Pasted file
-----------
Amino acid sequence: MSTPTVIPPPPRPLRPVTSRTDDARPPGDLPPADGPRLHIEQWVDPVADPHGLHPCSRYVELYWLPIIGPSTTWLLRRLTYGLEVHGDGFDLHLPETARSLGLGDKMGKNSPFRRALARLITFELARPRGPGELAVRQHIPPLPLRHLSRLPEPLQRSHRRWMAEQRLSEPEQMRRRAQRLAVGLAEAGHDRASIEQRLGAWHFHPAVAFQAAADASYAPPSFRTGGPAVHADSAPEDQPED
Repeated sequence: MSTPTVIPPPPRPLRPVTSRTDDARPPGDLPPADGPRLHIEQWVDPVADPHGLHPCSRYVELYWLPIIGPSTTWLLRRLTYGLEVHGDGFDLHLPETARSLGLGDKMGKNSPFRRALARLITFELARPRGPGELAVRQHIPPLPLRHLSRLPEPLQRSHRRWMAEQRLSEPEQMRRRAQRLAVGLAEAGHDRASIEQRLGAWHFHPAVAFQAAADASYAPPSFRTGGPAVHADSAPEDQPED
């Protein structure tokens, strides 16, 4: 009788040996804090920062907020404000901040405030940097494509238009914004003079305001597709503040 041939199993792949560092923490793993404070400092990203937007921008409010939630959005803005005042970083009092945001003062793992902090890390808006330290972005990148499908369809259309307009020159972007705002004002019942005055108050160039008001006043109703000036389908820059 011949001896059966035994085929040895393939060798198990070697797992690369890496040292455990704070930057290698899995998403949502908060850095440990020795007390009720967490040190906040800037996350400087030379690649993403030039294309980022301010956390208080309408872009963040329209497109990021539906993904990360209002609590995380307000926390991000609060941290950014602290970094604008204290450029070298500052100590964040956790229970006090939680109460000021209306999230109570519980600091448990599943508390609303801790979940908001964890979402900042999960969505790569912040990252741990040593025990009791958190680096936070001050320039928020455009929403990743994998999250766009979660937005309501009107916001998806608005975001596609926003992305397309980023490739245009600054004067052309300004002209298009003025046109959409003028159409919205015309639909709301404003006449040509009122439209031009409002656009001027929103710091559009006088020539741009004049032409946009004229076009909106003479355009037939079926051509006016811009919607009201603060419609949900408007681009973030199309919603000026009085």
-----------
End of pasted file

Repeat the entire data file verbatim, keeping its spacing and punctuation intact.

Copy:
Amino acid sequence: MSTPTVIPPPPRPLRPVTSRTDDARPPGDLPPADGPRLHIEQWVDPVADPHGLHPCSRYVELYWLPIIGPSTTWLLRRLTYGLEVHGDGFDLHLPETARSLGLGDKMGKNSPFRRALARLITFELARPRGPGELAVRQHIPPLPLRHLSRLPEPLQRSHRRWMAEQRLSEPEQMRRRAQRLAVGLAEAGHDRASIEQRLGAWHFHPAVAFQAAADASYAPPSFRTGGPAVHADSAPEDQPED
Repeated sequence: MSTPTVIPPPPRPLRPVTSRTDDARPPGDLPPADGPRLHIEQWVDPVADPHGLHPCSRYVELYWLPIIGPSTTWLLRRLTYGLEVHGDGFDLHLPETARSLGLGDKMGKNSPFRRALARLITFELARPRGPGELAVRQHIPPLPLRHLSRLPEPLQRSHRRWMAEQRLSEPEQMRRRAQRLAVGLAEAGHDRASIEQRLGAWHFHPAVAFQAAADASYAPPSFRTGGPAVHADSAPEDQPED
């Protein structure tokens, strides 16, 4: 009788040996804090920062907020404000901040405030940097494509238009914004003079305001597709503040 041939199993792949560092923490793993404070400092990203937007921008409010939630959005803005005042970083009092945001003062793992902090890390808006330290972005990148499908369809259309307009020159972007705002004002019942005055108050160039008001006043109703000036389908820059 011949001896059966035994085929040895393939060798198990070697797992690369890496040292455990704070930057290698899995998403949502908060850095440990020795007390009720967490040190906040800037996350400087030379690649993403030039294309980022301010956390208080309408872009963040329209497109990021539906993904990360209002609590995380307000926390991000609060941290950014602290970094604008204290450029070298500052100590964040956790229970006090939680109460000021209306999230109570519980600091448990599943508390609303801790979940908001964890979402900042999960969505790569912040990252741990040593025990009791958190680096936070001050320039928020455009929403990743994998999250766009979660937005309501009107916001998806608005975001596609926003992305397309980023490739245009600054004067052309300004002209298009003025046109959409003028159409919205015309639909709301404003006449040509009122439209031009409002656009001027929103710091559009006088020539741009004049032409946009004229076009909106003479355009037939079926051509006016811009919607009201603060419609949900408007681009973030199309919603000026009085």